Even in the worst sports movies, gauging a miracle is easy. You kind of already know what’s up when you buy the ticket, but allow yourself full-out hope only when that familiar swell of inspirational music hits the corny practice-and-training montage. Those two minutes of dawn runs and drinking raw eggs and FINALLY kicking the wood in half make it obvious: The good guys are going to pull the upset. In the NBA Eastern Conference finals, not so much. In fact, it’s difficult for me to even call the Cavaliers "bad guys" just because Cleveland is favore — wait, LeBron did what to Isaiah Thomas’s what?
OK, so Boston — even after pushing Game 1’s final score to an admirable 117–104 against Tyronn Lue’s D-team — left the loss looking defeated. (Not "We lost!" defeated, but "Shit, we have to do that again, and again, and again, don’t we?" defeated.) And no matter how joyful Tuesday’s lottery results were at the time, I’m guessing the buzz wore off the moment Isaiah stepped into LeBron’s lane on the dunk attempt. It was like a frozen screen: His face ill-placed, with that "I know what you’re thinking: How did I get here?" expression, and all of a sudden you remember: Oh right, that guy — and his nuts — will be in this conference for at least six more years. If you’re a believer in signs, it said, "Keep the pick, and plan for a Bron-less future."
Without this playing in the background, Boston’s season will end with death by broom. Were this a movie, it might be a promising sign that the Celtics start a 5-foot-9 dude. And offscreen, the real world of stats and analytics might give Boston a glimmer of hope. Of its 29 regular-season losses, 20 were followed with wins, and just nine led to losing streaks, never more than three in a row. Is the music humming yet? The Celtics have shot better in the final five minutes of close games than the Cavaliers have these playoffs, made more 3-pointers in that time, and produced the most shots of anyone during those clutch minutes.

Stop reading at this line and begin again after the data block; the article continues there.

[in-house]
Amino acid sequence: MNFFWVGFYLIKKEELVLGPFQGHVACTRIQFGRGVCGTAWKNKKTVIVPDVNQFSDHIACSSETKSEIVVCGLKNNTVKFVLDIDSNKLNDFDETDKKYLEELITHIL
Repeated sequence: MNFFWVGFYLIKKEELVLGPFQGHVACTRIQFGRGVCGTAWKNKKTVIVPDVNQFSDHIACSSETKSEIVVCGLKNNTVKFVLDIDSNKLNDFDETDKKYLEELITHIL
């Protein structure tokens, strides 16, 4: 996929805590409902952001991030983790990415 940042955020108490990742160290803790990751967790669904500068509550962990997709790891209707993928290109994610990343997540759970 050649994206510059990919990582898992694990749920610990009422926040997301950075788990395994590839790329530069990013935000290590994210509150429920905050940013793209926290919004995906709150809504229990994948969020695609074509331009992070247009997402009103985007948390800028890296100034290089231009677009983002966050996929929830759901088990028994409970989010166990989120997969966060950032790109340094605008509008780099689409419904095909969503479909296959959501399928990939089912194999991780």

Blowouts are the new black in these playoffs, but the Celtics need to manage an adaptation of what Cleveland tried with Golden State two years ago: Keep it close in hopes of a coin-toss ending. The Warriors pulled it out, as Finals MVP Andre Iguodala will tell you, but the series was chock-full of OTs and deciding final clips. Though even in that scenario in this series, the advantage is still Cleveland’s: The Cavaliers are 5–0 in postseason games that are within five with five minutes left, while Boston is 1–2. In fact, four of the Celtics’ six playoff losses echoed the blowout theme. Two Boston losses were decided by four or fewer points; the rest by an average of more than 18 points.
Thanks to too much Air Bud during my formative years, a tiny part of me always believes. But tonight is only Game 2, and it already feels like the credits are rolling. The sequel, at least, will star Markelle Fultz (or Gordon Hayward!).